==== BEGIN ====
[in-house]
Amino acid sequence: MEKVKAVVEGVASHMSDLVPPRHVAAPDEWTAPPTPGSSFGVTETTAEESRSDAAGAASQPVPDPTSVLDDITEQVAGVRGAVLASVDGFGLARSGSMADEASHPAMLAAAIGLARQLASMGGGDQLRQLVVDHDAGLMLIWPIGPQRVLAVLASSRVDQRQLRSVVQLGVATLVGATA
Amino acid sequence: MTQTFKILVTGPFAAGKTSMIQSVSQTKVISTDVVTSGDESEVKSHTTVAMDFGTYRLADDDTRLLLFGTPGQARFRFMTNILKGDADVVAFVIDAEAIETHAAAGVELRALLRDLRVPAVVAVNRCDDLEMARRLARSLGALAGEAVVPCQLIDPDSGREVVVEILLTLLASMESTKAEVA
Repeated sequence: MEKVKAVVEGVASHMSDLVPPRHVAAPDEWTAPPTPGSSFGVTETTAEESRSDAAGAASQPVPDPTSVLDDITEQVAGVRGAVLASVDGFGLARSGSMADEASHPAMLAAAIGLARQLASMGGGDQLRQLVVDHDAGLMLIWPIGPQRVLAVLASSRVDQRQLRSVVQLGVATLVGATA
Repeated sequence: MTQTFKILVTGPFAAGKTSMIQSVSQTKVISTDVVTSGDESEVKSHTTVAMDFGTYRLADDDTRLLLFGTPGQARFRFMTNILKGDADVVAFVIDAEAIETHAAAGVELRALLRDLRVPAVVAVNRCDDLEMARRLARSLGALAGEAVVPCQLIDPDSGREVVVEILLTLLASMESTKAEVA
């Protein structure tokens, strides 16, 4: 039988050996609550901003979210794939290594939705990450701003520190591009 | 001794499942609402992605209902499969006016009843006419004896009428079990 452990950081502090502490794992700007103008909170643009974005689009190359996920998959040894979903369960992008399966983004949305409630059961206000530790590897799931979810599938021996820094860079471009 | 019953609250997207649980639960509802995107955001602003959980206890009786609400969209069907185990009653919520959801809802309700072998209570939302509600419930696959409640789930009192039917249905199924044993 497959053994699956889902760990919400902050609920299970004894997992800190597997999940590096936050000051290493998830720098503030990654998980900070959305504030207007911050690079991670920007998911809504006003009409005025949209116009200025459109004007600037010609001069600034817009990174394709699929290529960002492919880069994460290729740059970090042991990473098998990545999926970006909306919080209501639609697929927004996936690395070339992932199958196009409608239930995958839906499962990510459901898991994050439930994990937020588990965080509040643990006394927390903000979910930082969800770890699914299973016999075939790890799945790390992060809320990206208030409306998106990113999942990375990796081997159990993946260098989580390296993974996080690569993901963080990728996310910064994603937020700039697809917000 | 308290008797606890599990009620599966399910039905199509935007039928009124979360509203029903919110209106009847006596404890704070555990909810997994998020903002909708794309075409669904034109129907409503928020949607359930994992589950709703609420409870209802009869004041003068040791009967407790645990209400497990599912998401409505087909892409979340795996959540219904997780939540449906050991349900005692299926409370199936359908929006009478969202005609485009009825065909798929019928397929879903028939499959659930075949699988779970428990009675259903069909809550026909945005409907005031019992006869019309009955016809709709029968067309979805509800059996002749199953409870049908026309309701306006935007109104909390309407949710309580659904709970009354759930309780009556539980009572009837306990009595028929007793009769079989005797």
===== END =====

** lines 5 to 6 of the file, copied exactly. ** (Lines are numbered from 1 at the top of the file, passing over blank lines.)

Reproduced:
Repeated sequence: MTQTFKILVTGPFAAGKTSMIQSVSQTKVISTDVVTSGDESEVKSHTTVAMDFGTYRLADDDTRLLLFGTPGQARFRFMTNILKGDADVVAFVIDAEAIETHAAAGVELRALLRDLRVPAVVAVNRCDDLEMARRLARSLGALAGEAVVPCQLIDPDSGREVVVEILLTLLASMESTKAEVA
């Protein structure tokens, strides 16, 4: 039988050996609550901003979210794939290594939705990450701003520190591009 | 001794499942609402992605209902499969006016009843006419004896009428079990 452990950081502090502490794992700007103008909170643009974005689009190359996920998959040894979903369960992008399966983004949305409630059961206000530790590897799931979810599938021996820094860079471009 | 019953609250997207649980639960509802995107955001602003959980206890009786609400969209069907185990009653919520959801809802309700072998209570939302509600419930696959409640789930009192039917249905199924044993 497959053994699956889902760990919400902050609920299970004894997992800190597997999940590096936050000051290493998830720098503030990654998980900070959305504030207007911050690079991670920007998911809504006003009409005025949209116009200025459109004007600037010609001069600034817009990174394709699929290529960002492919880069994460290729740059970090042991990473098998990545999926970006909306919080209501639609697929927004996936690395070339992932199958196009409608239930995958839906499962990510459901898991994050439930994990937020588990965080509040643990006394927390903000979910930082969800770890699914299973016999075939790890799945790390992060809320990206208030409306998106990113999942990375990796081997159990993946260098989580390296993974996080690569993901963080990728996310910064994603937020700039697809917000 | 308290008797606890599990009620599966399910039905199509935007039928009124979360509203029903919110209106009847006596404890704070555990909810997994998020903002909708794309075409669904034109129907409503928020949607359930994992589950709703609420409870209802009869004041003068040791009967407790645990209400497990599912998401409505087909892409979340795996959540219904997780939540449906050991349900005692299926409370199936359908929006009478969202005609485009009825065909798929019928397929879903028939499959659930075949699988779970428990009675259903069909809550026909945005409907005031019992006869019309009955016809709709029968067309979805509800059996002749199953409870049908026309309701306006935007109104909390309407949710309580659904709970009354759930309780009556539980009572009837306990009595028929007793009769079989005797």